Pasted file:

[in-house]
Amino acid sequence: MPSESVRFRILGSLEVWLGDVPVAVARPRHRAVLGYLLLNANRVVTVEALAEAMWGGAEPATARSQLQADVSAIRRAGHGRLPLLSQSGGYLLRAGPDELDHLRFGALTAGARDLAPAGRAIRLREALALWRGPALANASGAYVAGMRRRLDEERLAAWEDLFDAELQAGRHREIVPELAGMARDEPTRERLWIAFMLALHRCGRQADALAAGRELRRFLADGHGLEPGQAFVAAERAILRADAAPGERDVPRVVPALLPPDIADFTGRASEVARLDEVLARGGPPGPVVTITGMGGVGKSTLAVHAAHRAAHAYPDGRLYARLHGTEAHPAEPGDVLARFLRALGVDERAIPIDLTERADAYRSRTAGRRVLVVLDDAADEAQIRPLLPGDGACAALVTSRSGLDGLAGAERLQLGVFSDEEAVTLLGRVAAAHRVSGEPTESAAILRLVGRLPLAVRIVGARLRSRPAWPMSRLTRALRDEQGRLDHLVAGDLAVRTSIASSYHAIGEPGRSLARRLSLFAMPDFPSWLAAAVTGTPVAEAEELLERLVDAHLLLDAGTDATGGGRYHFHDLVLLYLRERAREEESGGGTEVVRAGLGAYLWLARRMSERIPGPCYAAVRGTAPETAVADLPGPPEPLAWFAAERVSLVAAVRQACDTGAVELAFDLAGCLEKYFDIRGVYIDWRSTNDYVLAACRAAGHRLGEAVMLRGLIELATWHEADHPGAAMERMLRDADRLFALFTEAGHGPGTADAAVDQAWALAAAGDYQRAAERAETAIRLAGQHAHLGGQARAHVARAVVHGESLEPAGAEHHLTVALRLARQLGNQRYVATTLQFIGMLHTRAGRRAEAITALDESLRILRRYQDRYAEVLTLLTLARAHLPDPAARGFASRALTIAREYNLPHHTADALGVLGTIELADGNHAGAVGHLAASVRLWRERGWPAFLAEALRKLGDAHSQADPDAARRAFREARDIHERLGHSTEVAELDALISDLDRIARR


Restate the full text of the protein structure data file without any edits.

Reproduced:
[in-house]
Amino acid sequence: MPSESVRFRILGSLEVWLGDVPVAVARPRHRAVLGYLLLNANRVVTVEALAEAMWGGAEPATARSQLQADVSAIRRAGHGRLPLLSQSGGYLLRAGPDELDHLRFGALTAGARDLAPAGRAIRLREALALWRGPALANASGAYVAGMRRRLDEERLAAWEDLFDAELQAGRHREIVPELAGMARDEPTRERLWIAFMLALHRCGRQADALAAGRELRRFLADGHGLEPGQAFVAAERAILRADAAPGERDVPRVVPALLPPDIADFTGRASEVARLDEVLARGGPPGPVVTITGMGGVGKSTLAVHAAHRAAHAYPDGRLYARLHGTEAHPAEPGDVLARFLRALGVDERAIPIDLTERADAYRSRTAGRRVLVVLDDAADEAQIRPLLPGDGACAALVTSRSGLDGLAGAERLQLGVFSDEEAVTLLGRVAAAHRVSGEPTESAAILRLVGRLPLAVRIVGARLRSRPAWPMSRLTRALRDEQGRLDHLVAGDLAVRTSIASSYHAIGEPGRSLARRLSLFAMPDFPSWLAAAVTGTPVAEAEELLERLVDAHLLLDAGTDATGGGRYHFHDLVLLYLRERAREEESGGGTEVVRAGLGAYLWLARRMSERIPGPCYAAVRGTAPETAVADLPGPPEPLAWFAAERVSLVAAVRQACDTGAVELAFDLAGCLEKYFDIRGVYIDWRSTNDYVLAACRAAGHRLGEAVMLRGLIELATWHEADHPGAAMERMLRDADRLFALFTEAGHGPGTADAAVDQAWALAAAGDYQRAAERAETAIRLAGQHAHLGGQARAHVARAVVHGESLEPAGAEHHLTVALRLARQLGNQRYVATTLQFIGMLHTRAGRRAEAITALDESLRILRRYQDRYAEVLTLLTLARAHLPDPAARGFASRALTIAREYNLPHHTADALGVLGTIELADGNHAGAVGHLAASVRLWRERGWPAFLAEALRKLGDAHSQADPDAARRAFREARDIHERLGHSTEVAELDALISDLDRIARR